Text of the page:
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The Tailor of Panama by John le Carré

The Tailor of Panama (1996)

by John le Carré

Other authors: See the other authors section.

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2,174154,519 (3.38)41
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Showing 1-5 of 12 (next | show all)
The plot though rather good, could not keep my attention. Some of the characters are well written, but others, seem to drag the book down. The book does not flow and you will find yourself putting it down to do something. The story is a satire on the time when America has just handed over the Panama canal. Though I cannot believe that any agency would fall for the information that was passed on by Harry, the tailor and would be spy. Of course I read the whole book, because my rule is once you start ....finish it. Other wise , I would have put it down. ( )
  hermit | Nov 9, 2018 |
Really funny especially for a spy novel ( )
  ltfitch1 | Jun 5, 2016 |
I enjoyed this novel for its mix of espionage, humour and thrill. One can't help but feel sorry for Harry Pendel, caught in his web of lies but fundamentally good, trapped in a world that does him no favours and for which he is ill equipped to survived. I also liked the cast of supporting characters, from Andy, greedy and mischievous, Maltby, surprising and opportunistic, Marta, mysterious and faithful. All are well developed, enticing and engaging.
The plot did have lengthy bits but never once was I bored. The politics were relatively easy to follow and I enjoyed learning more about a country I knew nothing about.
Not one of LeCarré's best, but certainly a good example of this work, and an entertaining read. ( )
  Cecilturtle | Sep 22, 2015 |
Very amusing story of an ex-pat Brit in Panama, who is pressured to become a spy, and who invents a whole world of intrigue out of whole cloth.
Makes me think that this is what happened to the USA in its intelligence gathering prior to the Iraq war.
The book was a bit slow going. The interspersed humor kept me going though. ( )
  BillPilgrim | Aug 27, 2014 |
"Inspired by Our Man in Havana" ... well, it is Our Man in Havana -- only bloated out to three times the length with a number of extra, tedious subplots. ( )
  terrazoon | Jul 16, 2014 |
Showing 1-5 of 12 (next | show all)
John le Carré's writerly skills are at work in ''The Tailor of Panama.'' The pace is nonstop, scenes are cleanly and economically written, and flashbacks are incorporated seamlessly into the narrative. The details of the tailor's craft are given entertainingly. And the conclusion, which should probably not come as a surprise, resoundingly does.
added by John_Vaughan | editNY Times, Norman Rush (Jul 20, 1996)

» Add other authors (7 possible)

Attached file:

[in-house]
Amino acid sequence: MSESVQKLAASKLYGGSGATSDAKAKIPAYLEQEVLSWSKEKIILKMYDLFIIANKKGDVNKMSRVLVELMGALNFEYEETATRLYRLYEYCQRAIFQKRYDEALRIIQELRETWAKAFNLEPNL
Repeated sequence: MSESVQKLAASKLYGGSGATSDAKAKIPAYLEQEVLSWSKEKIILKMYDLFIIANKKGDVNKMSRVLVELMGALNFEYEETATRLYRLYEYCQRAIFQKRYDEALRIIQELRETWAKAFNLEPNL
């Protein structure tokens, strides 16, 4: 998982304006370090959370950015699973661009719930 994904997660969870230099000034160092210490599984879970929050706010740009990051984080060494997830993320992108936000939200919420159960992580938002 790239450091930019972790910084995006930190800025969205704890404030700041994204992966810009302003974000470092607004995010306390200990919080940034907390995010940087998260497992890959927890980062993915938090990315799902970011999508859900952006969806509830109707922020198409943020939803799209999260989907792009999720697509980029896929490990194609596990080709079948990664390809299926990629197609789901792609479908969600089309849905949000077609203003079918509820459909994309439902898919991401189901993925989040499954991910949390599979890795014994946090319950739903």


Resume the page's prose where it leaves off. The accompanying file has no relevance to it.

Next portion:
Author nameRoleType of authorWork?Status
le Carré, Johnprimary authorall editionsconfirmed
Christiansen, IbTranslatorsecondary authorsome editionsconfirmed
Schmitz, WernerTranslatorsecondary authorsome editionsconfirmed
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"Quel Panama!"

Expression current in France
in the early years of this century:
describes an insoluble mess.
– (See McCuloough's admirable The Path Between the Seas.)
In memory of
Rainer Heumann,
literary agent, gentleman and friend
First words
It was a perfectly ordinary Friday afternoon in tropical Panama until Andrew Osnard barged into Harry Pendel's shop asking to be measured for a suit.
'And we dress, sir – ? Most of my gentlemen seem to favour left these days.'
Last words
(Click to show. Warning: May contain spoilers.)
Disambiguation notice
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Amazon.com Amazon.com Review (ISBN 0345420438, Mass Market Paperback)

John le Carré, the greatest spy novelist of the Cold War era, continues his post-Cold War quest to define the genre he helped perfect. The classic spy novel was essentially a story of good (England, the United States) vs. evil (Nazi Germany, the Soviet Union), in which good more or less prevailed. The Tailor of Panama is something else entirely: a spy novel with no spies in which the bad guys reap most of the rewards. It is also a viciously funny satire. The novel is set in Panama, where a plot is in place to make void the Panama Treaty, which would return control of the Panama Canal to the Panamanians in 1999. At the center of events is Harry Pendel, the tailor of the title. Coerced into working for British Intelligence, he concocts out of whole cloth a left-wing movement with the goal of luring the American military to do the dirty work--invade Panama à la 1989 and nullify the treaty. From the characters to the setting, le Carré has succeeded in setting new parameters for an old genre.

(retrieved from Amazon Thu, 12 Mar 2015 18:12:13 -0400)

(see all 6 descriptions)

An English tailor working in Panama is hired by the British government as a spy because of his contacts at the highest level. He proceeds to tailor his reports the way he creates his suits, giving the client what he wants, and the result is tragicomedy.… (more)

» see all 7 descriptions

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Average: (3.38)
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